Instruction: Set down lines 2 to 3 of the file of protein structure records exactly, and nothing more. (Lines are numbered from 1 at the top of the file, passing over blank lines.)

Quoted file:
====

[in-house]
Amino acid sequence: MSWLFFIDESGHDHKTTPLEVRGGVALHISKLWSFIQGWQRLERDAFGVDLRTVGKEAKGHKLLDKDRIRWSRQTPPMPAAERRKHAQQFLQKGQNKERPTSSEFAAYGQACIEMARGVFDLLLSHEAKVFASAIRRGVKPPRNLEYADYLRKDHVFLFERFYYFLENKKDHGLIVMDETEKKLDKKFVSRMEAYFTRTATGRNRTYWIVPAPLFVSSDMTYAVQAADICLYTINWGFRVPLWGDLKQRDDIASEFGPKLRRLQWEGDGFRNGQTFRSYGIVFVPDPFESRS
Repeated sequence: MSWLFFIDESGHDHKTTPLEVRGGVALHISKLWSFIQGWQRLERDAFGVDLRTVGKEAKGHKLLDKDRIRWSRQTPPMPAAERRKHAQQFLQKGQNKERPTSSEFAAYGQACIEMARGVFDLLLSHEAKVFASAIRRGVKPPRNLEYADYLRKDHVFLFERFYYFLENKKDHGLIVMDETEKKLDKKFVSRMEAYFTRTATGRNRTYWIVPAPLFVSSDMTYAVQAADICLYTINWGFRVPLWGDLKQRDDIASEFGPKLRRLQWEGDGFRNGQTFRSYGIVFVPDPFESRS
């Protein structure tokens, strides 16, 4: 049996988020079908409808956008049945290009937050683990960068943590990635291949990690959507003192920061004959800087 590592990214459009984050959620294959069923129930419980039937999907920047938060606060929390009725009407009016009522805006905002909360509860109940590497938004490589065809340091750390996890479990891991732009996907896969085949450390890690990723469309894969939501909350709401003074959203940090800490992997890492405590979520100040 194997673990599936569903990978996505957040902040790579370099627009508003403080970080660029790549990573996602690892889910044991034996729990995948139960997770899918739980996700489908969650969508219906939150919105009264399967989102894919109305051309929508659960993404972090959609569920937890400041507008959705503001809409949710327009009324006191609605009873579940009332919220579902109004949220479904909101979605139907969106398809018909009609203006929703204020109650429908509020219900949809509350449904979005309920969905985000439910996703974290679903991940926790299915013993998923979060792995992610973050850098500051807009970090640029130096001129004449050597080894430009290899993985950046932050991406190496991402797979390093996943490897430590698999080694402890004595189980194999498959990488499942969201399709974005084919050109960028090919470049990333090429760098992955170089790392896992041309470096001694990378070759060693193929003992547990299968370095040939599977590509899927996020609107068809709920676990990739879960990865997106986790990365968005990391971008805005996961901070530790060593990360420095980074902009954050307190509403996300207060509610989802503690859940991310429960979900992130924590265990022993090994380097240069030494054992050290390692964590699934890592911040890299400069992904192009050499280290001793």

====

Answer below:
Amino acid sequence: MSWLFFIDESGHDHKTTPLEVRGGVALHISKLWSFIQGWQRLERDAFGVDLRTVGKEAKGHKLLDKDRIRWSRQTPPMPAAERRKHAQQFLQKGQNKERPTSSEFAAYGQACIEMARGVFDLLLSHEAKVFASAIRRGVKPPRNLEYADYLRKDHVFLFERFYYFLENKKDHGLIVMDETEKKLDKKFVSRMEAYFTRTATGRNRTYWIVPAPLFVSSDMTYAVQAADICLYTINWGFRVPLWGDLKQRDDIASEFGPKLRRLQWEGDGFRNGQTFRSYGIVFVPDPFESRS
Repeated sequence: MSWLFFIDESGHDHKTTPLEVRGGVALHISKLWSFIQGWQRLERDAFGVDLRTVGKEAKGHKLLDKDRIRWSRQTPPMPAAERRKHAQQFLQKGQNKERPTSSEFAAYGQACIEMARGVFDLLLSHEAKVFASAIRRGVKPPRNLEYADYLRKDHVFLFERFYYFLENKKDHGLIVMDETEKKLDKKFVSRMEAYFTRTATGRNRTYWIVPAPLFVSSDMTYAVQAADICLYTINWGFRVPLWGDLKQRDDIASEFGPKLRRLQWEGDGFRNGQTFRSYGIVFVPDPFESRS